Did you ever stop to think that even some married people have no real relationship and still live lonely lives? If we really take a look around us and study others, we’ll see there are many who live in isolation. There are latch-key children, teens who just don’t “fit” in, immigrants, many homeless people, prisoners, and those who have never married. Even those in Christian service can find themselves leading lonely lives. Illness can separate us from others. Did you know we are one of 800,000 in our ranks as of today? I certainly didn’t know that, and I realize now I’m not the only one who’s alone.

It would be too much to try to share everything discussed in the study this week, but I’ll review some nuggets meant particularly for widows.  In our situation, we know the cause of our loneliness is the loss of our spouse.

Some women in their loneliness choose to keep themselves from others. This decision by itself isn’t good. Often the pain of loss keeps one from going out and about, which only adds to the isolation. Choosing solitude as a way of life and staying away from others on a consistent basis is a wrong choice.

However, choosing to be away from others for solitude and meeting with God is a spiritual discipline we all need. Some of us choose to go on silent retreats such as I have written about in a prior blog. Spending time with God, reading His word, and talking to Him are all spiritual assets and help in healing. It should be a part of our daily routine. When we spend extended time alone thinking only about our loss and not feeding our soul and spirit encouragement, we add depression to our lives. Time spent reliving what we once had with our spouses and what we no longer have will expand our feeling of isolation. “Loneliness is always a negative experience while solitude is often positive and renewing. “ (J. Oswald Sanders “facing Loneliness” p15)

It’s true that widows face challenges they had no idea they would face. Most of us don’t know how to fix a leaky faucet or repair a broken hinge on a door, to mention only a few things. Some of us had never even hung a picture alone!  When we face these everyday things, it certainly can make us aware that we’re “alone.” Eating alone, going places alone and handling finances are just some of the things that add to isolation.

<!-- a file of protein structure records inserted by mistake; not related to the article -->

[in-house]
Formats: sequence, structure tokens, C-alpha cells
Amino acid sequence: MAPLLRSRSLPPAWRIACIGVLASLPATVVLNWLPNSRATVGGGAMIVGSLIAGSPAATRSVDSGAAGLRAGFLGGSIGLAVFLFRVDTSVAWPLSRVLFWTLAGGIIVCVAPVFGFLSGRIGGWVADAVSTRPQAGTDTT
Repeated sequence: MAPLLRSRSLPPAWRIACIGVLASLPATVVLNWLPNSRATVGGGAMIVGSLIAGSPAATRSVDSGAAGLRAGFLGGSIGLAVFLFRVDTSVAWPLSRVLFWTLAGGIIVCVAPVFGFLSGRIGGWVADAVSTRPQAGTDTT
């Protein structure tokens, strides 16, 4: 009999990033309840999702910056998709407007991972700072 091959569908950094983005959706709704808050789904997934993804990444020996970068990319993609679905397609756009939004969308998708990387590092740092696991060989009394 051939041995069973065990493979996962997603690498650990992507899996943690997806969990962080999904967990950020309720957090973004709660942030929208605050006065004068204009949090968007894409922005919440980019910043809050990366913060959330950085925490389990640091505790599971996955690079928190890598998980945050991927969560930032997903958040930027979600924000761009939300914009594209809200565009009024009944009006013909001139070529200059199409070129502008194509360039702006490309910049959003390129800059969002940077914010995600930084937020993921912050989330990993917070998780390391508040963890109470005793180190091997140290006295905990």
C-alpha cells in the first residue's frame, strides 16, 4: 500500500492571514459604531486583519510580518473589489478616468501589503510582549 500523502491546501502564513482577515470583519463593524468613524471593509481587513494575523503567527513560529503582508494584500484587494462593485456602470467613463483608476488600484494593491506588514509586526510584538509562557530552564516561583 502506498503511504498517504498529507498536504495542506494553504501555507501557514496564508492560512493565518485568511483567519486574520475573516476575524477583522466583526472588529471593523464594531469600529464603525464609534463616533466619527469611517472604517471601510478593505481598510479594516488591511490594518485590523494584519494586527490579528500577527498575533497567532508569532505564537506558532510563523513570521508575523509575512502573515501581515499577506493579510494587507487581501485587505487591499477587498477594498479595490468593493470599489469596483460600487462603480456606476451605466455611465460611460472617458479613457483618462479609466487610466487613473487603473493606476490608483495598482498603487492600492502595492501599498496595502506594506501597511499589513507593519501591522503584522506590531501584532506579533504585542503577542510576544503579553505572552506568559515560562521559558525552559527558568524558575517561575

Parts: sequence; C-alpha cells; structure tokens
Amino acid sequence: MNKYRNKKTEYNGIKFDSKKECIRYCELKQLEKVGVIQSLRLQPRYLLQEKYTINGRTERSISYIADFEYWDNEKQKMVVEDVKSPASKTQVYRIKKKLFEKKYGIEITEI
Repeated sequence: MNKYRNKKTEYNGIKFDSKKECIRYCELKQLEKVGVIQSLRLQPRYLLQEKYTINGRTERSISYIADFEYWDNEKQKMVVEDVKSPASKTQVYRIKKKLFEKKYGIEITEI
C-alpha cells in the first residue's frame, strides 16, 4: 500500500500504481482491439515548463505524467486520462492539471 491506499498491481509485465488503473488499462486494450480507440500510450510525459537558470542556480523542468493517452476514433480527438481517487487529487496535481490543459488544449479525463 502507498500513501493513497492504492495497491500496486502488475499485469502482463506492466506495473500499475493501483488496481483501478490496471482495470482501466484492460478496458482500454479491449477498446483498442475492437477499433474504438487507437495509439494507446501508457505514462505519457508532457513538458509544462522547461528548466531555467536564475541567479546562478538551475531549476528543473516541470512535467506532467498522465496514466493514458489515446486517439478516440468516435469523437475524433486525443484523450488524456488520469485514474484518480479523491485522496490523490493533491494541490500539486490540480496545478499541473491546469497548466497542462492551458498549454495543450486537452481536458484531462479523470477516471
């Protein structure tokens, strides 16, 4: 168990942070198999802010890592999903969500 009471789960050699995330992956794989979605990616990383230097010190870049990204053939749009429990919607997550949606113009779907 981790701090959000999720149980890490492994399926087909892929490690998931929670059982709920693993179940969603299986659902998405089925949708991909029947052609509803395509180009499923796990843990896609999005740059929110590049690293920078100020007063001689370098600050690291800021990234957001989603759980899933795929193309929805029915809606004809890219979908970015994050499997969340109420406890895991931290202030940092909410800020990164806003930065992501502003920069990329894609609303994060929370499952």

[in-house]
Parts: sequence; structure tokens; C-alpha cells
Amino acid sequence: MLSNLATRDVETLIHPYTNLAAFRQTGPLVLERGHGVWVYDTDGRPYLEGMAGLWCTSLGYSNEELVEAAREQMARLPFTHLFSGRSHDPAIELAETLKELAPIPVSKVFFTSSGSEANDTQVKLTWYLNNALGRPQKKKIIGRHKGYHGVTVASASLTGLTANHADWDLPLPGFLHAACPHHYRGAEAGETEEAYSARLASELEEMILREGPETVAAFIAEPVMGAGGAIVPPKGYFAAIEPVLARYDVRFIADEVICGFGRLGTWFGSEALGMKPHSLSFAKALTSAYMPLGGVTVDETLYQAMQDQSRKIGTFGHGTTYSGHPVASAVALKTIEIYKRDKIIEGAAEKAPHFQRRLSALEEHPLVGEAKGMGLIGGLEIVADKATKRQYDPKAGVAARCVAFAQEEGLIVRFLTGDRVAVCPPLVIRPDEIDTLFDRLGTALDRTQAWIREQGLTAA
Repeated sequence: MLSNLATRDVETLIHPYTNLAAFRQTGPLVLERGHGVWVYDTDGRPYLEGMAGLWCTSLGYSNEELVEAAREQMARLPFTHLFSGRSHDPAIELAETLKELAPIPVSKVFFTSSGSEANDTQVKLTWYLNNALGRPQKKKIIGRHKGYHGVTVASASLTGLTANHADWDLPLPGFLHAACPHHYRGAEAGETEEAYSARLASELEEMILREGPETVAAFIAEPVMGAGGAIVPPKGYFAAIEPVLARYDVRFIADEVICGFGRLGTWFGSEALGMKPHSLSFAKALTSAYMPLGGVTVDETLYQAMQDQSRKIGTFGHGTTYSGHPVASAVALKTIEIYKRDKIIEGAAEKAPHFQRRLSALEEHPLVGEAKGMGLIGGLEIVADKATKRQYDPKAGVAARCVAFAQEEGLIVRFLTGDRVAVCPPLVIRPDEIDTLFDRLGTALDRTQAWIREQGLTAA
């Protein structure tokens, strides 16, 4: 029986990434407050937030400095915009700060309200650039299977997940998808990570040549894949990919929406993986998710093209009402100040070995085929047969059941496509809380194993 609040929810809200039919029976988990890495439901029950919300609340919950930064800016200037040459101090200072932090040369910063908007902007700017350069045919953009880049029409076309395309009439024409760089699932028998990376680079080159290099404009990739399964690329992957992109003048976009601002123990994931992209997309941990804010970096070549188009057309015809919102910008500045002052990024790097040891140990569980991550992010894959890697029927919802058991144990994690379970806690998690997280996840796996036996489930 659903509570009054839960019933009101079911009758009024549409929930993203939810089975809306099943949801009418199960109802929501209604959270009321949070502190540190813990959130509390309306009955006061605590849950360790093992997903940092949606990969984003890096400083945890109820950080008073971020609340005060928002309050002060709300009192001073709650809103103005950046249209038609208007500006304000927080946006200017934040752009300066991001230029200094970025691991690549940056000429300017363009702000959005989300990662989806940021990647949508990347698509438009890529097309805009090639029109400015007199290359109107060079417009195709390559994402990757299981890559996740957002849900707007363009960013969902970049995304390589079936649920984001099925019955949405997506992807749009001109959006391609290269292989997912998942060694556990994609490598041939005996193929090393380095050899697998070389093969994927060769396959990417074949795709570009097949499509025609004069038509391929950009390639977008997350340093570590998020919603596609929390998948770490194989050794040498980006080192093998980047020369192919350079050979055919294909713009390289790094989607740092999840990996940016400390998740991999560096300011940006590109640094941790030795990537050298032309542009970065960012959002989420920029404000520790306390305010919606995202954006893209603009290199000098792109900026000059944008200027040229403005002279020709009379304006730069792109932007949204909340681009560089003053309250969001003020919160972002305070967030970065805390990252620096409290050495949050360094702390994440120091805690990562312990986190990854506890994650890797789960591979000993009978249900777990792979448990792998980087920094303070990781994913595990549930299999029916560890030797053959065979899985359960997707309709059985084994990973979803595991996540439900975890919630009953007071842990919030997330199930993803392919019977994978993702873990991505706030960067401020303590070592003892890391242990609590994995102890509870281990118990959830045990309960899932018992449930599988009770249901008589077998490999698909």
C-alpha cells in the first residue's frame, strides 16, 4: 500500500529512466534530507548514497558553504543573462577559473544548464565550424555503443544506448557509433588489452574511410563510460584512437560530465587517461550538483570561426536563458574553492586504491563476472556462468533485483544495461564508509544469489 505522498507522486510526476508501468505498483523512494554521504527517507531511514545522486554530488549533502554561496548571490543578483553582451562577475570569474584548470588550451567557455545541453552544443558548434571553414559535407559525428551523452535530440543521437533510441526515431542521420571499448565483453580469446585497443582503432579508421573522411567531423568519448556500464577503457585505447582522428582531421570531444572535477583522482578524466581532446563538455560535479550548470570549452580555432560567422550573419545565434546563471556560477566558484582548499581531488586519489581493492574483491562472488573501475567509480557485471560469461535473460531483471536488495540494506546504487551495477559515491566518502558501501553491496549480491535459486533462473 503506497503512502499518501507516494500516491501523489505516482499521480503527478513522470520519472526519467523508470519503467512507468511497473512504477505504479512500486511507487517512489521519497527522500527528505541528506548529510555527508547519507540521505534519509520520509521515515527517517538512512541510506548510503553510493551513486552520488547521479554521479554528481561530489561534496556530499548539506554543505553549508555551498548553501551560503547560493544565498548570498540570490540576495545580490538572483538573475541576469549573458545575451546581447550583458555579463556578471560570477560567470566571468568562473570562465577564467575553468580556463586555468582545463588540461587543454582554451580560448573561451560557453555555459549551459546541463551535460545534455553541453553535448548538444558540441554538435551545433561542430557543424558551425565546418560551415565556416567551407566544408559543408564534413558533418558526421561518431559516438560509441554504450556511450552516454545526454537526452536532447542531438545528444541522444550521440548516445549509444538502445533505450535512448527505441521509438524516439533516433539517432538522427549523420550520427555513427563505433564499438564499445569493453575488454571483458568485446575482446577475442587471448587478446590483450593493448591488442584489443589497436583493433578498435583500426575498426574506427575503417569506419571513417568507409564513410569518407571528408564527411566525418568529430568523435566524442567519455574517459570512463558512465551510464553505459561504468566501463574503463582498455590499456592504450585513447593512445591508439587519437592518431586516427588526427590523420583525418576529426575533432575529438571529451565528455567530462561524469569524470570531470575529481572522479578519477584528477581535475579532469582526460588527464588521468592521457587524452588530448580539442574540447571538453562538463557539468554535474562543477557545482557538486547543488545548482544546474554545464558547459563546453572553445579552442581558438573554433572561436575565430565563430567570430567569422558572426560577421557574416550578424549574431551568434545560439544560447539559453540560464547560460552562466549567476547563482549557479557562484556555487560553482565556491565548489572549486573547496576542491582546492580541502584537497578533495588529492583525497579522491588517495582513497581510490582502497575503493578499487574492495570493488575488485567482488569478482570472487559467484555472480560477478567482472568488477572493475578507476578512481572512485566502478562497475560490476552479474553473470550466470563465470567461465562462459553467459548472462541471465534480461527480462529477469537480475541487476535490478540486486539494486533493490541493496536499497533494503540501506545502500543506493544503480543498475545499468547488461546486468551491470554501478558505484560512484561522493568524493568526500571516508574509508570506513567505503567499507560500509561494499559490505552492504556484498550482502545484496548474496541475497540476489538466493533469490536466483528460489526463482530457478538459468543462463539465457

In our study, Wisdom for Widows, we discussed seven “cures” for overcoming loneliness:

  • You need to know, and accept yourself for who you are NOW. Know yourself. I had to learn that I was no longer part of the couple, “Phil and Kathy.” Widows are no longer married women, the other half of someone. I had to learn who I really am. The reality of who we were does not resemble who we are now. This doesn’t happen overnight. I remember the day that I realized that I’d become just “Kathy.”
  • Move from living FOR the dead to living WITHOUT the dead. This sounds harsh, but we do have to learn to live beyond our deceased loved one. I learned what “I” liked to do, which was sometimes different from I did as a married couple. Someone in our group said she likes to listen to different music than her husband did, and now she does. There are little things you may start to change in your life, and that’s all right. Give yourself permission to do so.
  • To face the most difficult times you need to form a plan. One lady shared that Saturdays was always her hardest day. Her husband had always planned that day, and they did things together either at home or away from home. After her husband passed away, Saturday came and she had no idea what to do, adding to her loneliness. She started making a list the night before of what she would do that day.  In fact, that’s a great idea for every day. Before you go to bed, plan the following day.  It gives you a purpose to rise each day and helps you not to wander aimlessly, feeling lost. One lady suggested leaving a paper and pencil in every room. When you’re in the room and you notice things you want to do, or should do, you can jot them down and have a reminder of these things. It was also mentioned by one lady that she couldn’t handle going to weddings alone. She learned to ask if she could bring a friend or even her niece. This allowed her to not sit alone and helped to alleviate feeling lonely or left out. Maybe you would want to ask someone to go grocery shopping with you or walking with you. Whatever you find the hardest to deal with, develop a plan.